Even within general classrooms, students with LD are affected by how they are labeled. Biases held by parents and teachers shape the perceptions and labels of students with LD. Some educators actually fear needing to teach and accommodate students with LD under the assumption that these students are not capable of academic achievements (Downing, 2008). Once a child is labeled as disabled, the student is treated differently from non-LD peers. Parents and teachers have lower academic expectations for students with LD than their peers who achieve similar academic success (Shifrer, 2013). Comparing higher education goals, 82% of teachers had lower expectations for students with LD predicting that they would achieve no college education, with parent’s expectations being 43% lower (Shifrer, 2013). According to labeling theory (Shifrer, 2013), perceptions of others, including parents and teachers, cause the labeled group’s behavior to align with what the label portrays them as. In the case of students with LD, this manifests in lower levels of academic achievements as expected by teachers and parents. This results in unsatisfactory grades and test scores that are by default attributed to the learning disability. The biases possessed by teachers and parents negatively impact the academic achievements of students with LD and prevent teachers from looking at the student’s potential instead of just their disability.

Because learning disabilities continue to be stigmatized, students with LD have worse mental-emotional health than students without LD at the same level of academic achievement even in general classrooms (Lackaye & Margalit, 2006). Students with LD reported significantly lower levels of hope, self-efficacy, and a less positive mood compared to their peers (Lackaye & Margalit, 2006). How students with LD are treated in schools and the stigma that exists not only impacts academic abilities but also emotional health. Lackaye and Margalit (2006) found that social-emotional profiles, including self-efficacy, act as significant predictors for the effort investment of students with LD which is linked to their academic performance. This shows that self-efficacy has been linked to effort investment, meaning that when students with LD perceive themselves to be incompetent (which according to Shifier (2013) can partially be attributed to the low expectations of teachers and parents), students with LD invest less effort into the assignment resulting in lower academic performance. The stigma surrounding learning disabilities affects how these students perceive themselves and can be damaging to mental health and self-efficacy. When parents and teachers fail to recognize the stigma affecting students with LD, it prevents them from facilitating a truly inclusive classroom setting in which students with LD can succeed.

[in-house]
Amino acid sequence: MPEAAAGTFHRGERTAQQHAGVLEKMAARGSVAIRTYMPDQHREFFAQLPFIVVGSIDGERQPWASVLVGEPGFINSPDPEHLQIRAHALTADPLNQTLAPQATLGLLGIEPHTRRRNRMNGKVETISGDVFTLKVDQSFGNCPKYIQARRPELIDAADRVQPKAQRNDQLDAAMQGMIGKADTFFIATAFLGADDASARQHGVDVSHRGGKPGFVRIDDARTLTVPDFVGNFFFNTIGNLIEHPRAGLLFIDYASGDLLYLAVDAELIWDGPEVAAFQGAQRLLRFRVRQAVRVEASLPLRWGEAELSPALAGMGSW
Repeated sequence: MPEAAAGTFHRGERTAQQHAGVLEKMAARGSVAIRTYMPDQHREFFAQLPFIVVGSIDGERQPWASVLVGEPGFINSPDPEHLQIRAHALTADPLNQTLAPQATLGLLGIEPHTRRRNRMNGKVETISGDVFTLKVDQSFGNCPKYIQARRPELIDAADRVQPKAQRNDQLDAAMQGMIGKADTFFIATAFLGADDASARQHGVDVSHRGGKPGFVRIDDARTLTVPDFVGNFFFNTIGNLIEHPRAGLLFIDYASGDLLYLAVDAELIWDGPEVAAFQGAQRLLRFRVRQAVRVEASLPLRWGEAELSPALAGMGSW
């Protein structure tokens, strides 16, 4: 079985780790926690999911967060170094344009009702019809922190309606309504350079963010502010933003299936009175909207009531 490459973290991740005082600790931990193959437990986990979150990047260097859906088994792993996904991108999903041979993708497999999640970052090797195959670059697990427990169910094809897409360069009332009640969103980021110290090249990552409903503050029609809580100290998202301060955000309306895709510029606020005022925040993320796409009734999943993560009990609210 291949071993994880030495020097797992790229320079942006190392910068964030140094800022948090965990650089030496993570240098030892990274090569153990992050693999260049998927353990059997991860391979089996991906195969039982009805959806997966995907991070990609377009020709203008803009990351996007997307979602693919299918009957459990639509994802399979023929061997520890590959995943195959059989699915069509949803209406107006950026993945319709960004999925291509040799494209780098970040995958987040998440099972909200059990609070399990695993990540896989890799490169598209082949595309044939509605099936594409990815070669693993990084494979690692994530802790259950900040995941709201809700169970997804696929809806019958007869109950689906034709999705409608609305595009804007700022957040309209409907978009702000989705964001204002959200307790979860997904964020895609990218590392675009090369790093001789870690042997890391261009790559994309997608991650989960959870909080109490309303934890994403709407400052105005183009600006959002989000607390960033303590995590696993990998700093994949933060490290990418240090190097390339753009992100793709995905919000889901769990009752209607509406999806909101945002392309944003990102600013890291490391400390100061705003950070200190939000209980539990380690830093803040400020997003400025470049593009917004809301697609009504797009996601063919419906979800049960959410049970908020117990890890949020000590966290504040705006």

Proposed Interventions
Moving forward, there are clear evidence-based instructional practices that have shown great success and accommodation for students with LD. These practices are recommended by the National Center on Educational Restructuring and Inclusion. They have distinguished five evidence-based practices that have been effective for accommodating students with LD in general classrooms: (1) Augmentative and Alternative Communication devices, (2) micro-switches, (3) embedded instruction, (4) specialized instruction, and (5) wait time (Rogers & Johnson, 2018). These strategies align with three overarching psychosocial mechanisms: identity, competence, and experience of body and mind. These practices allow for students with LD to be autonomous in the classroom. They are able to develop competence and fully participate in the learning experience just like their non-LD peers. These interventions alone are not enough to create a fully inclusive classroom; rather, they should be supplemented by the five key environmental aspects: structures and organization, peers, adults, space, and objects (Arakelyan, et al., 2019). It is imperative that the practices reflect positive psychosocial skills and are conducted in a safe supportive environment for both students with and without LDs. These components take into consideration what implementations will best support students with LD, changing general classrooms into inclusive classrooms.

Keeping with the practices, mechanisms, and environmental aspects, here are a few accommodations that uphold these standards. First, Augmentative and Alternative Communication (AAC) devices are small tools that allow for other modes of communication by students whose disabilities make it difficult for them to communicate in traditional forms of verbal language. This practice works best with a highly qualified paraprofessional to help facilitate both the student and their peers, helping them understand how these accommodating devices work (Rogers & Johnson, 2018). Similar to AAC devices are micro-switches. Micro-switches are another simple practice that gives students with LD the opportunity to participate and respond in class through an alternative, such as eye movements or cues that give the students control of their environment to the extent to which they are comfortable participating (Roger & Johnson, 2018). Both of these practices would fall under objects vital within the environment for learning and within the psychosocial mechanism of identity and competence. It is imperative that students with LD are able to communicate and participate in a way that not only makes them feel valued as a member of the classroom but equally as capable as their peers. Identity and competence go hand-in-hand with how well students perform. It has been noted that both students with LD and non-LD students perform and behave better when they feel like they are capable of doing so (Arakelyan et al., 2019).